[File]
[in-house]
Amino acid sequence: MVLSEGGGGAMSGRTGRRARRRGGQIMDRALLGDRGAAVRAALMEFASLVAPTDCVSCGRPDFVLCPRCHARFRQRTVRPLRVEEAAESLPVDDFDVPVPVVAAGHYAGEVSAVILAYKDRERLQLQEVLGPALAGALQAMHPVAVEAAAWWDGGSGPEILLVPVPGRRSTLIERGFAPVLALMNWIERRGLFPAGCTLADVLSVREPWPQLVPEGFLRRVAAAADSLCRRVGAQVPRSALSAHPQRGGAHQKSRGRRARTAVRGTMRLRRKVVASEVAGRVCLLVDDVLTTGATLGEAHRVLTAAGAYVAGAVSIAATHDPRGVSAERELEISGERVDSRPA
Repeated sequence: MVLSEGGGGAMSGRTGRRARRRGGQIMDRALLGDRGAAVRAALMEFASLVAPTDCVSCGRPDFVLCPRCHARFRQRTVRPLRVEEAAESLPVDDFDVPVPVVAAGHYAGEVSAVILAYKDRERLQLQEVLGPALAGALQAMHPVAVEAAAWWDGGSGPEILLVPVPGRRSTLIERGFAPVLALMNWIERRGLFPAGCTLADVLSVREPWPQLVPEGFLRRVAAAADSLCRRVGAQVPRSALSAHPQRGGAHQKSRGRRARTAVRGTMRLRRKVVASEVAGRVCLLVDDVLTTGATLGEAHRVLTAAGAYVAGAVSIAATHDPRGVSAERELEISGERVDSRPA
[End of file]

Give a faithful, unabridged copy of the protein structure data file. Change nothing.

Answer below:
[in-house]
Amino acid sequence: MVLSEGGGGAMSGRTGRRARRRGGQIMDRALLGDRGAAVRAALMEFASLVAPTDCVSCGRPDFVLCPRCHARFRQRTVRPLRVEEAAESLPVDDFDVPVPVVAAGHYAGEVSAVILAYKDRERLQLQEVLGPALAGALQAMHPVAVEAAAWWDGGSGPEILLVPVPGRRSTLIERGFAPVLALMNWIERRGLFPAGCTLADVLSVREPWPQLVPEGFLRRVAAAADSLCRRVGAQVPRSALSAHPQRGGAHQKSRGRRARTAVRGTMRLRRKVVASEVAGRVCLLVDDVLTTGATLGEAHRVLTAAGAYVAGAVSIAATHDPRGVSAERELEISGERVDSRPA
Repeated sequence: MVLSEGGGGAMSGRTGRRARRRGGQIMDRALLGDRGAAVRAALMEFASLVAPTDCVSCGRPDFVLCPRCHARFRQRTVRPLRVEEAAESLPVDDFDVPVPVVAAGHYAGEVSAVILAYKDRERLQLQEVLGPALAGALQAMHPVAVEAAAWWDGGSGPEILLVPVPGRRSTLIERGFAPVLALMNWIERRGLFPAGCTLADVLSVREPWPQLVPEGFLRRVAAAADSLCRRVGAQVPRSALSAHPQRGGAHQKSRGRRARTAVRGTMRLRRKVVASEVAGRVCLLVDDVLTTGATLGEAHRVLTAAGAYVAGAVSIAATHDPRGVSAERELEISGERVDSRPA